The Delaware County Board of Elections on Tuesday invalidated 185 signatures for a referendum designed to reverse zoning approved earlier this year by Powell City Council to make way for a 47-unit condominium development at the site of the former Powder Room shooting range.
However, the measure still has more than enough valid signatures to qualify for the Nov. 3 ballot to be placed before voters.
The board voted unanimously to invalidate a part-petition circulated by David L. Tolley after it determined that he knowingly allowed Benjamin Hulshof to sign the document for his wife, Tammy Hulshof.
“To me it’s not possible to witness every signature if all the evidence shows a spouse signed for a spouse,” said board member Shawn Stevens.
Tolley, who was subpoenaed to testify at the hearing, repeatedly invoked his Fifth Amendment right against self-incrimination when questioned by attorney Corey Columbo, who represented four city residents in the case.
Tolley and the Hulshofs were referred to the Delaware County Sheriff’s Office for further investigation into the alleged case of election falsification.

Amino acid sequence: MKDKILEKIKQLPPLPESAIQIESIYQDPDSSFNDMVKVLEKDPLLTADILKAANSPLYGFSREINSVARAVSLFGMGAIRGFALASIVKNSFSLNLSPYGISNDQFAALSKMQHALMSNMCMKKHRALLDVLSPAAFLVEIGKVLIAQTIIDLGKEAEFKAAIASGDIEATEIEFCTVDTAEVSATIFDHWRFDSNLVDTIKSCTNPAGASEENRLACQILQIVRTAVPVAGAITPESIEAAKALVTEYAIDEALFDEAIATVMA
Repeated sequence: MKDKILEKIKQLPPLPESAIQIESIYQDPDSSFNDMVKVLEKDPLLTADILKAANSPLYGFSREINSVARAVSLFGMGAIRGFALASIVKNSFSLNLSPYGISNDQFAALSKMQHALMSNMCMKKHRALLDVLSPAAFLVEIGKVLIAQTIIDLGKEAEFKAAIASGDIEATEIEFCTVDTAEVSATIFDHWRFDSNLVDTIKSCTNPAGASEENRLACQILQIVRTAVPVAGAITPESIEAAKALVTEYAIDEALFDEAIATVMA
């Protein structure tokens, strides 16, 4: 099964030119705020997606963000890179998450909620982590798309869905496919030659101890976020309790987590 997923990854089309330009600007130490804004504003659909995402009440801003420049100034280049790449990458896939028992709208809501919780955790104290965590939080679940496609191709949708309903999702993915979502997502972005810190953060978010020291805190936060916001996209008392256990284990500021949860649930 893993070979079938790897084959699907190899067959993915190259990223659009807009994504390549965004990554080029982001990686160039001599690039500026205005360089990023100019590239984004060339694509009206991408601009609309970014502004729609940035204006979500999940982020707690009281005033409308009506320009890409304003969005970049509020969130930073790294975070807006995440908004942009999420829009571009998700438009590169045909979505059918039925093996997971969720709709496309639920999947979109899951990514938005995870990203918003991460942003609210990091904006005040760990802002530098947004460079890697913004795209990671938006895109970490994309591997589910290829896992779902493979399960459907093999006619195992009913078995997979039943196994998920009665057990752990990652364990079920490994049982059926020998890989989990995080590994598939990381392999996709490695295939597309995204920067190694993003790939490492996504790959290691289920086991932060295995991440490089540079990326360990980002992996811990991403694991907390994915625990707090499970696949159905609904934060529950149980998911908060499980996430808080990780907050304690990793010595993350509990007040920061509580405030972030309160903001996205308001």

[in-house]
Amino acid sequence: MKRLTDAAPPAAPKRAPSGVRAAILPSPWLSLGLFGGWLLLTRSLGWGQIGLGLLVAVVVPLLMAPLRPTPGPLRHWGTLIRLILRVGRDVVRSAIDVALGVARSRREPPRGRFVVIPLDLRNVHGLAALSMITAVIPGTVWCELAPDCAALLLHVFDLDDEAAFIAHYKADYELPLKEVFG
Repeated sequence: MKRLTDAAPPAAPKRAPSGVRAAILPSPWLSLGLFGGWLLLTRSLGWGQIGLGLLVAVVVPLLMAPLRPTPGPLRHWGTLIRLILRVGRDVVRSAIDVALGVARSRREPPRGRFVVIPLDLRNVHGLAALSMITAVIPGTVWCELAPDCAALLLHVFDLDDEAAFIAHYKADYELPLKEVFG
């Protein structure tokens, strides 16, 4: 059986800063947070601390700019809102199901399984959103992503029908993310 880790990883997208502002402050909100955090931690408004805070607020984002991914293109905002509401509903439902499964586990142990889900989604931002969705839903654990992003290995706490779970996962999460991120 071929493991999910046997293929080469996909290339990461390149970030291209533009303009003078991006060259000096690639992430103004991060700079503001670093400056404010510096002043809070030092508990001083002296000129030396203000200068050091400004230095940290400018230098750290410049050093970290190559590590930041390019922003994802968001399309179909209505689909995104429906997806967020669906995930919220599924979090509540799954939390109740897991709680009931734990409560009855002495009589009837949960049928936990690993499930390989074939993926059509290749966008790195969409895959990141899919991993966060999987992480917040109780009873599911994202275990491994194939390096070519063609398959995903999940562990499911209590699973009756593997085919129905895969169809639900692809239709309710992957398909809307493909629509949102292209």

City residents Leonard Pivar, Patricia E. Kijewski, Gertrude Towbridge and Thomas Allen Ewers claimed that circulators of the part-petitions made several fatal errors that should prevented the ballot measure from being certified for the Nov. 3 election.
The group hoped to invalidate two part-petitions, Tolley’s and another circulated by Brian Ebersole, who has led the referendum effort. If successful, 404 signatures would have been invalidated, leaving the measure five signatures short of the 238 needed to qualify for the ballot.
Columbo argued that both Ebersole and Tolley added signature pages to their part-petitions, which he called a fatal flaw.
However, the board voted 3-1 to reject that grounds for protest, with Stevens casting the lone dissenting vote.
“I think adding pages to the petition was a mistake, but I don’t think it was unlawful,” said board member Ed Helvey.
The board also rejected the protests on the grounds that the ordinance approved by council was not attached to the part-petitions throughout the circulation process, which is not required by the city’s charter. Instead, the charter says that referendum petitions must include the name of the measure and the date of passage.
“It seems like the petitioners exceeded their calling,” said board member Bruce Burnworth.
A similar referendum to prevent a “high-density” development was ordered on the ballot last November by the Ohio Supreme Court after the board voted not to certify it for the ballot.